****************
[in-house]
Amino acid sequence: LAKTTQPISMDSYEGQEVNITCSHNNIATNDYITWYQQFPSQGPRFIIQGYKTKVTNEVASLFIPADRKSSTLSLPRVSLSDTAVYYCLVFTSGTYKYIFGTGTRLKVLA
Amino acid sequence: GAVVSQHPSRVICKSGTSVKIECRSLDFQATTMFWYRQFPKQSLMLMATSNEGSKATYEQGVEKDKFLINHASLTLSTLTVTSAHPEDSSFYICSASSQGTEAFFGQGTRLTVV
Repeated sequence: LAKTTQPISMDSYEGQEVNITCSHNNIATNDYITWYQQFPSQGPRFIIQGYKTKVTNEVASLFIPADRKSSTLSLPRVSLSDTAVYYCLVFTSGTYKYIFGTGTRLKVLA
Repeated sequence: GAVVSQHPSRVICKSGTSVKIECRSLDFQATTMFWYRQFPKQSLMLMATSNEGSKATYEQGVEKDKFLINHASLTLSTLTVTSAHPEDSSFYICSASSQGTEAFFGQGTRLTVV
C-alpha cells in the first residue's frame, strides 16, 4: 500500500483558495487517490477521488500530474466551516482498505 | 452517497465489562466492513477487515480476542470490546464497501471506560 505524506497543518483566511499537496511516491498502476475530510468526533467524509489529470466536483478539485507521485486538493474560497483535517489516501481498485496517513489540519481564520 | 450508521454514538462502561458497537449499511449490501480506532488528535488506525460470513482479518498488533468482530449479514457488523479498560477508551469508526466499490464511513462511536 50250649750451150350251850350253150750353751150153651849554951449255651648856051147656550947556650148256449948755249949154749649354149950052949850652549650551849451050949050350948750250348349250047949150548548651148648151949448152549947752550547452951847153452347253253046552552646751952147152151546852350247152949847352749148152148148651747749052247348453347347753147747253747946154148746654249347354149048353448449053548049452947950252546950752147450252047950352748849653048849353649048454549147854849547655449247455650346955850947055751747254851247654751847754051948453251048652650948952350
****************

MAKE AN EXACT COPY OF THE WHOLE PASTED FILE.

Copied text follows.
[in-house]
Amino acid sequence: LAKTTQPISMDSYEGQEVNITCSHNNIATNDYITWYQQFPSQGPRFIIQGYKTKVTNEVASLFIPADRKSSTLSLPRVSLSDTAVYYCLVFTSGTYKYIFGTGTRLKVLA
Amino acid sequence: GAVVSQHPSRVICKSGTSVKIECRSLDFQATTMFWYRQFPKQSLMLMATSNEGSKATYEQGVEKDKFLINHASLTLSTLTVTSAHPEDSSFYICSASSQGTEAFFGQGTRLTVV
Repeated sequence: LAKTTQPISMDSYEGQEVNITCSHNNIATNDYITWYQQFPSQGPRFIIQGYKTKVTNEVASLFIPADRKSSTLSLPRVSLSDTAVYYCLVFTSGTYKYIFGTGTRLKVLA
Repeated sequence: GAVVSQHPSRVICKSGTSVKIECRSLDFQATTMFWYRQFPKQSLMLMATSNEGSKATYEQGVEKDKFLINHASLTLSTLTVTSAHPEDSSFYICSASSQGTEAFFGQGTRLTVV
C-alpha cells in the first residue's frame, strides 16, 4: 500500500483558495487517490477521488500530474466551516482498505 | 452517497465489562466492513477487515480476542470490546464497501471506560 505524506497543518483566511499537496511516491498502476475530510468526533467524509489529470466536483478539485507521485486538493474560497483535517489516501481498485496517513489540519481564520 | 450508521454514538462502561458497537449499511449490501480506532488528535488506525460470513482479518498488533468482530449479514457488523479498560477508551469508526466499490464511513462511536 50250649750451150350251850350253150750353751150153651849554951449255651648856051147656550947556650148256449948755249949154749649354149950052949850652549650551849451050949050350948750250348349250047949150548548651148648151949448152549947752550547452951847153452347253253046552552646751952147152151546852350247152949847352749148152148148651747749052247348453347347753147747253747946154148746654249347354149048353448449053548049452947950252546950752147450252047950352748849653048849353649048454549147854849547655449247455650346955850947055751747254851247654751847754051948453251048652650948952350